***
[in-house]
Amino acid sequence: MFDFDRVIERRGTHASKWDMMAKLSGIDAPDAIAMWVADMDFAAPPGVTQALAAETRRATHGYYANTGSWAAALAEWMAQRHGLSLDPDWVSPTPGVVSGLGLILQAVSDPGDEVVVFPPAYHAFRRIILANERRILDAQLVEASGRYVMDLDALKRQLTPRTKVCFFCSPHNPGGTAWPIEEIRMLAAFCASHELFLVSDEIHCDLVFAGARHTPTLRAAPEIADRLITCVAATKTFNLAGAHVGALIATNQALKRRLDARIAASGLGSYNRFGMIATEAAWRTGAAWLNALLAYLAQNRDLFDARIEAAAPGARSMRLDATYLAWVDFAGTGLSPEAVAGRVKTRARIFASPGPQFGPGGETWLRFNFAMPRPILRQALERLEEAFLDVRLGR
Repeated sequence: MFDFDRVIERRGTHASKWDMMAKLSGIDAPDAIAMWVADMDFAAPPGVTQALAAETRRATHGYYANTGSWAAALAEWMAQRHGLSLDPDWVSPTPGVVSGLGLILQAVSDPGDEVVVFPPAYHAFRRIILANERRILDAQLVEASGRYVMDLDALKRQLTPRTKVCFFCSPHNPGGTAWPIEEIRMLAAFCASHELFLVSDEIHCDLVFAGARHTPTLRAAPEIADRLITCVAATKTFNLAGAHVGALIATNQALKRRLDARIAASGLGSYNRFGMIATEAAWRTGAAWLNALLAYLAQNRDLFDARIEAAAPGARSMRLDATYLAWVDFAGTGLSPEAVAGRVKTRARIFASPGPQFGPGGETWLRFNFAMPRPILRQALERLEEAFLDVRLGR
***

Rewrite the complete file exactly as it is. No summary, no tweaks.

[in-house]
Amino acid sequence: MFDFDRVIERRGTHASKWDMMAKLSGIDAPDAIAMWVADMDFAAPPGVTQALAAETRRATHGYYANTGSWAAALAEWMAQRHGLSLDPDWVSPTPGVVSGLGLILQAVSDPGDEVVVFPPAYHAFRRIILANERRILDAQLVEASGRYVMDLDALKRQLTPRTKVCFFCSPHNPGGTAWPIEEIRMLAAFCASHELFLVSDEIHCDLVFAGARHTPTLRAAPEIADRLITCVAATKTFNLAGAHVGALIATNQALKRRLDARIAASGLGSYNRFGMIATEAAWRTGAAWLNALLAYLAQNRDLFDARIEAAAPGARSMRLDATYLAWVDFAGTGLSPEAVAGRVKTRARIFASPGPQFGPGGETWLRFNFAMPRPILRQALERLEEAFLDVRLGR
Repeated sequence: MFDFDRVIERRGTHASKWDMMAKLSGIDAPDAIAMWVADMDFAAPPGVTQALAAETRRATHGYYANTGSWAAALAEWMAQRHGLSLDPDWVSPTPGVVSGLGLILQAVSDPGDEVVVFPPAYHAFRRIILANERRILDAQLVEASGRYVMDLDALKRQLTPRTKVCFFCSPHNPGGTAWPIEEIRMLAAFCASHELFLVSDEIHCDLVFAGARHTPTLRAAPEIADRLITCVAATKTFNLAGAHVGALIATNQALKRRLDARIAASGLGSYNRFGMIATEAAWRTGAAWLNALLAYLAQNRDLFDARIEAAAPGARSMRLDATYLAWVDFAGTGLSPEAVAGRVKTRARIFASPGPQFGPGGETWLRFNFAMPRPILRQALERLEEAFLDVRLGR